No one can escape age. Brown’s contract ran up and remains a free agent. After slipping to 25th in pass defense last season, the Browns deemed a change was needed. Brown attributed seven interceptions and 34 passes defended in his three years in Cleveland. Those are numbers Cleveland hopes to get out of their slew of untested veterans and rookies as they seek to replace him.

Biggest Rookie Impact: Leon McFadden, CB

One of the leading candidates to replace Brown is McFadden. A three year starter at San Diego St., the diminutive corner (he’s 5’9″) is expected to be counted on early and often even if he is not deemed starter. McFadden finished his collegiate career on a high note breaking up 12 passes and tallying three interceptions.

Breakout Player: Chris Owens, CB

See the trend here? Corner will be a key spot to watch in training camp. Owens will be one of the veterans battling McFadden for a starting spot opposite Joe Hadden. A five-year vet, Owens played his first four seasons in Atlanta and started 12 games over that time. This will be his first shot to lock-down a starting gig and has already gained praise from head coach Rob Chudzinski who noted his “really good feet, mirror skills, and cover skills”.

Pittsburgh Steelers: 2nd

It was an off year for the Steelers and showed what could be a turning of the tides. The Steelers not only missed the playoffs but also posted their lowest win total of the past five years. In the wake of such a season and facing tight salary cap limitations hard decisions were made by the organization. The familiar faces of Max Starks, Casey Hampton, James Harrison, Mike Wallace, Willie Colon, and Rashard Mendenhall are gone. A new season with new faces, Pittsburgh will look to recapture the division without missing a step.

Biggest Addition: William Gay, CB

You could call this the biggest re-addition, Gay started for the Steelers in 2011 after playing with the team for four years previously. Last season he signed on with the Arizona Cardinals and again started 15 games. With the Steelers’ losing starter Keenan Allen to New Orleans this offseason, Gay provides experience and familiarity with the coordinator Dick Lebeau’s system.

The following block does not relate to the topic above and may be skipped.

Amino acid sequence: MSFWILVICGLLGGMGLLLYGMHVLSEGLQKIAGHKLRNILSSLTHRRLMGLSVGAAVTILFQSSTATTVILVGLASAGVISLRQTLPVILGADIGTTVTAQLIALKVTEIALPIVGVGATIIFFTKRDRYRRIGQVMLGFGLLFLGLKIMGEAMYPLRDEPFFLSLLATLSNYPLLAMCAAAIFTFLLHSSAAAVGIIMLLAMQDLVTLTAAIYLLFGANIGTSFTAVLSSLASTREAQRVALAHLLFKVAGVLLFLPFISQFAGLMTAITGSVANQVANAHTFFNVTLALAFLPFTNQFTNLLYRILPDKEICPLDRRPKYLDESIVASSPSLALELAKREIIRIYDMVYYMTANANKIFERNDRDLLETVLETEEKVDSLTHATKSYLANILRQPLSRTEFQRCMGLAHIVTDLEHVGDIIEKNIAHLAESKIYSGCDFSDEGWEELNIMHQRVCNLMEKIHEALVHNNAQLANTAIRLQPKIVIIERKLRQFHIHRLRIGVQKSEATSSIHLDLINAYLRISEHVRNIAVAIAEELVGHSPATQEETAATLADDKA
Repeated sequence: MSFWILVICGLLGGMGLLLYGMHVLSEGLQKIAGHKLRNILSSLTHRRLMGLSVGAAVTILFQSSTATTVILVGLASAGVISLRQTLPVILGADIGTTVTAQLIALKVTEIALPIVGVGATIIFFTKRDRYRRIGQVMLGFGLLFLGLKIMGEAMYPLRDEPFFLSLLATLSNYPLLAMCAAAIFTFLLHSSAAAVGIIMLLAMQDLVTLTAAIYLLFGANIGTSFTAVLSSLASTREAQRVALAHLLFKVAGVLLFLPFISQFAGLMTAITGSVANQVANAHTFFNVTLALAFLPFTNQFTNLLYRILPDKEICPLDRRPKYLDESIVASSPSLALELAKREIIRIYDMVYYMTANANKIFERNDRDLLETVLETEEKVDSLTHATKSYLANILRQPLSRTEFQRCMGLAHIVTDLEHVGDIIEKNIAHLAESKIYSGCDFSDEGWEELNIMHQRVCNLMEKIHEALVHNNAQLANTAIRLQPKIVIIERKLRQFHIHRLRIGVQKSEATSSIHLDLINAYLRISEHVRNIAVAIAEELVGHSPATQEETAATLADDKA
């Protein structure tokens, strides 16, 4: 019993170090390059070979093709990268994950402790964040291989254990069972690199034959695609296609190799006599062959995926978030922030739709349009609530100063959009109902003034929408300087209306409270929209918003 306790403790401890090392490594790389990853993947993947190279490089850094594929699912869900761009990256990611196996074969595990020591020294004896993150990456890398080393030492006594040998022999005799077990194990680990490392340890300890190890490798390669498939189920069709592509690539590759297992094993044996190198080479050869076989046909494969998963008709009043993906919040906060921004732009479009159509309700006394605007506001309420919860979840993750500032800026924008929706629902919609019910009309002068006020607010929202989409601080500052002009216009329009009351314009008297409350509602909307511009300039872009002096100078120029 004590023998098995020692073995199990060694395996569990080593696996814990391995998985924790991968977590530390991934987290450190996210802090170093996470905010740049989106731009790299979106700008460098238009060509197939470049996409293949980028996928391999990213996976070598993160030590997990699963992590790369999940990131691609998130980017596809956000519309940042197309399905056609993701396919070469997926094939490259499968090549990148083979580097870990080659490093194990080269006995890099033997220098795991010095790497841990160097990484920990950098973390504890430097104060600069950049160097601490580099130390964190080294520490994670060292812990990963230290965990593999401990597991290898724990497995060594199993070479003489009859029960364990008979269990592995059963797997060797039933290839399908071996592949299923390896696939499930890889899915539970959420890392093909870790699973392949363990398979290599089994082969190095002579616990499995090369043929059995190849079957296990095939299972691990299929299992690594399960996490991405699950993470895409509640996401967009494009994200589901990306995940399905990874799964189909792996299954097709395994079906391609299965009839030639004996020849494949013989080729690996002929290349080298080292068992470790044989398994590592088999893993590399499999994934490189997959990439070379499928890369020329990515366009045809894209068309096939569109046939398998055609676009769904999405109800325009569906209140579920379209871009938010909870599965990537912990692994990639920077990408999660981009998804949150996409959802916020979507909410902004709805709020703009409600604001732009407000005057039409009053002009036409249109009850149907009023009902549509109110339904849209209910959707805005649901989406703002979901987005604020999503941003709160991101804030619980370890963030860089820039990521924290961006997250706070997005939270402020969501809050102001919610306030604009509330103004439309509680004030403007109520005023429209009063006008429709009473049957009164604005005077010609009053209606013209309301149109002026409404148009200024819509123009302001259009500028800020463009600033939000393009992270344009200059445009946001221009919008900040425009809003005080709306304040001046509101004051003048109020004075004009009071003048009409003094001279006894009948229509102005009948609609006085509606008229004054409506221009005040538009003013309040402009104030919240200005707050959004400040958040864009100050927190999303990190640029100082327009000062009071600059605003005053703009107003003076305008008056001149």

Biggest Loss: Mike Wallace, WR

A thin wide receiving corps got even thinner when Wallace left. A proven target and legitimate deep threat, the absence of Wallace will put more pressure on Antonio Brown and Emmanuel Sanders. The Steelers have only four veteran receivers on the roster and will need third-round rookie Markus Wheaton to step up and help provide a deep threat that is now missing opposite Brown.

Biggest Rookie Impact: Le’Veon Bell, RB

There’s a strong possibility that Pittsburgh’s first four picks will be tested from the get-go. The most tested, however, will be Bell. The former-Michigan State Spartan is the leading candidate to replace Mendenhall. Bell is a big bruiser who bulldozes through tacklers at 235lbs. In his lone season as a starter, Bell totaled  nearly 1,800 yards and found the end zone 12 times.

Breakout Player: Cortez Allen, CB

A fourth-round draft pick in 2011, Allen saw increased playing time in his second season with the team. After tallying just  15 tackles in as many games as a rookie, the third-year player out of The Citadel notched three starts and totaled 55 tackles, 10 passes defended, two interceptions, and three forced fumbles. Allen could very well be growing into a top cornerback under our noses and with the steady Ike Taylor getting older, Steelers brass couldn’t be happier.